Parents’ and Patients’ Preferences and Concerns in Idiopathic Adolescent Scoliosis: A Cross-Sectional Preoperative Analysis


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Abstract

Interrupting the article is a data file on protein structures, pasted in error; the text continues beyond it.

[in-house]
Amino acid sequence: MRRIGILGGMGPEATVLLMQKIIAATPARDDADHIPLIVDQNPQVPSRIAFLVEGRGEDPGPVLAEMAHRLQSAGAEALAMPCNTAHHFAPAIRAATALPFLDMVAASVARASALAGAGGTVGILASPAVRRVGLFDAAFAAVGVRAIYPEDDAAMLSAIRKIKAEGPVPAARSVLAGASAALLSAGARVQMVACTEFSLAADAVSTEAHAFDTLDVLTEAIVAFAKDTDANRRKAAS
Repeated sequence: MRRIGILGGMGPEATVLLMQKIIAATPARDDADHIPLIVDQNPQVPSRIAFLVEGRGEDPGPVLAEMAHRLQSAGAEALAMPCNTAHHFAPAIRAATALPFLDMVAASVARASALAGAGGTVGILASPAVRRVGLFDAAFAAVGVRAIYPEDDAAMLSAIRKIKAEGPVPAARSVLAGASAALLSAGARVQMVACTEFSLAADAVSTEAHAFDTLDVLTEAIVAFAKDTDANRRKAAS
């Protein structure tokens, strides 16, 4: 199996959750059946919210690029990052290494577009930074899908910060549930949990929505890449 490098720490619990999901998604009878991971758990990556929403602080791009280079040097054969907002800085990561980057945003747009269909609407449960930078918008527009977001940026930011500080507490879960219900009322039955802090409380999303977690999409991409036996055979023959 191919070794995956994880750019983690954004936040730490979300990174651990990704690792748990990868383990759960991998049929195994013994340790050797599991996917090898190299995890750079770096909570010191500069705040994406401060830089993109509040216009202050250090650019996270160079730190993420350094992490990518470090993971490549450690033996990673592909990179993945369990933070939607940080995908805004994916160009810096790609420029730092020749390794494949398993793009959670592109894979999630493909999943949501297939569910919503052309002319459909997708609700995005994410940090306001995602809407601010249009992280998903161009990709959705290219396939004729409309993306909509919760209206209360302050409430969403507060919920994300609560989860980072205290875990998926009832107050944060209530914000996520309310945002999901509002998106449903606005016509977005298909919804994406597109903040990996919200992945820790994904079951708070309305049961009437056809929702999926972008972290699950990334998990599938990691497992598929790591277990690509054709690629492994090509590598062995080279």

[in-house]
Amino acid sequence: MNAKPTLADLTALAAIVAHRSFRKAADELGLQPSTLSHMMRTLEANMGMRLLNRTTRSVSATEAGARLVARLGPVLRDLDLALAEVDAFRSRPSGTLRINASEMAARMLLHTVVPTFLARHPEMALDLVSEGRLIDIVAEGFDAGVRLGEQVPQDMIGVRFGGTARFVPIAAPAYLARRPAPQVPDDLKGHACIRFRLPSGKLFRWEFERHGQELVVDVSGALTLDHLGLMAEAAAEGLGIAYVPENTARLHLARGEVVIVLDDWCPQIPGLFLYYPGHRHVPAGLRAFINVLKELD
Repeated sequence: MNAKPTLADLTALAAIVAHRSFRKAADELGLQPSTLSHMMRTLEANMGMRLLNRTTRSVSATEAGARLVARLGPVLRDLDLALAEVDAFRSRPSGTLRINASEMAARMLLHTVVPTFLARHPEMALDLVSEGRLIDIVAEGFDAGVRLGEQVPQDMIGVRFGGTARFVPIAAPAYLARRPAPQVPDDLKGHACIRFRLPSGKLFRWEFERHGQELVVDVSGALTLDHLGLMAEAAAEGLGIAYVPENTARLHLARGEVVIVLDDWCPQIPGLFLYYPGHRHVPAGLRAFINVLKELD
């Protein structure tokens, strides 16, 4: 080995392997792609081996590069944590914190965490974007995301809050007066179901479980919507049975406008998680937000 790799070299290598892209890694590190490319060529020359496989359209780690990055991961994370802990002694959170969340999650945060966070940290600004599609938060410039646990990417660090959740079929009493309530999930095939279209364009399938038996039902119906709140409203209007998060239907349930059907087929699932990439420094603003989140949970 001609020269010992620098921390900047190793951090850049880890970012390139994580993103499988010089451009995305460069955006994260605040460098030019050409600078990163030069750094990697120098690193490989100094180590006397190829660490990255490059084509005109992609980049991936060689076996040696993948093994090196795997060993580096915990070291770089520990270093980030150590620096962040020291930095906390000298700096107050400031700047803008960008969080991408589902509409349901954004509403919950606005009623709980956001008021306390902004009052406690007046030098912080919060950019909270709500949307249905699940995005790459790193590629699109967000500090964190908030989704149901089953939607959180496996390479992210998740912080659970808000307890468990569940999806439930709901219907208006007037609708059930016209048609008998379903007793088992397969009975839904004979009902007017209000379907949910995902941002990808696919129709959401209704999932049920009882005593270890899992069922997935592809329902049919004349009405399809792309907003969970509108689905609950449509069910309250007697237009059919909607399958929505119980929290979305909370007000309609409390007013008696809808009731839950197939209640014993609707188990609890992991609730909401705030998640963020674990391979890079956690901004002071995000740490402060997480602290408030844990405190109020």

Study Design.A multicenter cross-sectional study of parents’ and patient’s concerns and preferences regarding surgery for idiopathic scoliosis.Objectives.The purpose of this study was to analyze independently both the parents’ and patients’ assessments of upcoming surgery for idiopathic scoliosis.Summary of Background Data.No group has recently reported querying patients and their parents regarding expectations, preferences, reasons, and concerns about and for surgical treatment of adolescent idiopathic scoliosis.Methods.Ninety-one sets of parents and patients were separately asked to complete questionnaires regarding the patients’ upcoming idiopathic scoliosis surgery. Patients’ ages ranged from 9 to 18 years, and data were collected from four centers and seven surgeons (all active members of the Scoliosis Research Society) from April through December 1998. Thirty-nine questions covered concerns (n = 6), reasons for surgery (n = 14), expectations (n = 9), assessment of life as is (n = 5), and scar preference (n = 5).Results.The greatest concern about the surgery expressed by both parents and patients was neurologic deficit. The least concern for both was location and appearance of the scar. The highest expectation and main reason for having the surgery was to reduce future pain and disability as an adult. Families would be either somewhat or very dissatisfied to spend the rest of life “as is.”Conclusion.Although parents and patients had similar ratings and concerns, the parents’ concerns were higher, and expectations were greater than the patients’.

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